Weakfish - sounds like you found a good local source which is not always possible. I like you were able to get them shop painted which is a real time and money saver in the long run for any multi lite window. I know that Weathersheild makes a very nice true divided lite window with insulated glass but they have not tested it becasue it will likely not meet our energy code requirements. All the individual insulated lites of glass mean lots of possible places for air infiltration. In warmer climates its not likely a big deal.
We are also getting hit with new hurricane regulations which will hit the window industry and the home owner hard in the wallet and will likely winnow down the small custom builders even more - remains to be seen.
greg aka mymojo
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Old 05-30-2007, 07:05 AM
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Weakie... Include Window Wizards in P'ville when you shop for the Andersons.... I got the best numbers from them.
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Old 05-30-2007, 08:02 AM
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Hurricane window requirements done hit down here!

However, our window market is alot different..mostly aluminum single hung in concrete block. There are true impact rated windows that can be installed without secondary protection (shutters), and regular windows that must withstand the design wind pressures that apply. All units must be physically tested, a very expensive undertaking. Thus, choices are somewhat limited.

To me. the important aspect is service AFTER the sale..if you have a warranty issue, who will resolve it? Let's say a piece of hardware breaks, where do you get a replacement? As for appearance, "true divided lite" windows with muntins are visually more pleasing than the snap in grids, but more money. Some manufacturers can apply a fake muntin to both sides of the glass for a more authentic look.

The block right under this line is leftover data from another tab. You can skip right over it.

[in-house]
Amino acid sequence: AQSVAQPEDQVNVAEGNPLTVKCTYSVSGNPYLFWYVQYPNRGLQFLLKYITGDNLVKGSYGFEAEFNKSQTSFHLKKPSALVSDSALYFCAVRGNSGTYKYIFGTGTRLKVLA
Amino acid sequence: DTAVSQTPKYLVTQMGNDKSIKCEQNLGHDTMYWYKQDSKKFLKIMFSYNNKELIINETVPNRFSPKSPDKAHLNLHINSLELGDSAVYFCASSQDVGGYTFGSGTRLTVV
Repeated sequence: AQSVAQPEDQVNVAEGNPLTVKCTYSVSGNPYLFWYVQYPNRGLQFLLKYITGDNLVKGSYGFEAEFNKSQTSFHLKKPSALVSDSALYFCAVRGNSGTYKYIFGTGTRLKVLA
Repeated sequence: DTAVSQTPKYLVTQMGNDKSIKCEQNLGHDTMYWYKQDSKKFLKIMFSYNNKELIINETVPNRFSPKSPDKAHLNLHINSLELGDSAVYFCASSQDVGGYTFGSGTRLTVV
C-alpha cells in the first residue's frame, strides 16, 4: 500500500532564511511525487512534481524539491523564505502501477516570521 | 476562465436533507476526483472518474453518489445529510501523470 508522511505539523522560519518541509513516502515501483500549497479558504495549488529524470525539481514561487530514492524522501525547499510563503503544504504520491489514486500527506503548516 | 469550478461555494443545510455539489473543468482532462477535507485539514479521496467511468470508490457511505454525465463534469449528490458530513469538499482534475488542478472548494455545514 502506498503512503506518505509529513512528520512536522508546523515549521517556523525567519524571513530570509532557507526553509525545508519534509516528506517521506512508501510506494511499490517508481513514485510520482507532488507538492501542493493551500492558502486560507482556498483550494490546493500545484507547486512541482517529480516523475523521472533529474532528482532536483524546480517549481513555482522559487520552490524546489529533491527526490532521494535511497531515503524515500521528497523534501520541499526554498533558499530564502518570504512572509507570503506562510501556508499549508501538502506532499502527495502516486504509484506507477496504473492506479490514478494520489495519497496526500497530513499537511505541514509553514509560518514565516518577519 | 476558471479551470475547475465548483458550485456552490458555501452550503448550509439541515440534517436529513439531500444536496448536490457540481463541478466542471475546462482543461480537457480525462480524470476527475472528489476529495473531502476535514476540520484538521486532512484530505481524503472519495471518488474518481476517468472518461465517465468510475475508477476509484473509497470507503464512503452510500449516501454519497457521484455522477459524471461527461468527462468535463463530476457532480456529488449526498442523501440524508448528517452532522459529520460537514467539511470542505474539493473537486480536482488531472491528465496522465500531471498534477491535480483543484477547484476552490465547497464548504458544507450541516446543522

Dealing with historic properties is never inexpensive. However, by owning one, you become the caretaker of a piece of our architectural heritage, and it should be treated as such. If you are in an historic district, or can have it listed on a local list, there may be tax advantages and write-offs available to you. For instance, if a "Fascade easement" is given to a local organization, ANY exterior maintenance can be treated as a contribution to a charity...including window replacement.
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Old 05-30-2007, 11:13 AM
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Default Re: Replacement windows

We put Hurd wood metal clad windows on our house when we build it about 8 1/2 years ago and they still look pretty good. 10-years warranty around here, product only with labor extra. Seem to be pretty good quality, but don't know how they would hold up in salt water areas.
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Old 05-30-2007, 11:52 AM
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JALICHTY - 5/30/2007 11:13 AM

We put Hurd wood metal clad windows on our house when we build it about 8 1/2 years ago and they still look pretty good. 10-years warranty around here, product only with labor extra. Seem to be pretty good quality, but don't know how they would hold up in salt water areas.
salt air eats EVERYTHING. I've had aluminum, and vinyl exterior light fixtures eaten to dust. The aluminum triple tracks in my current old windows are dust and the glazing turned to chalk. I think aluminum clad would get destroyed down the shore.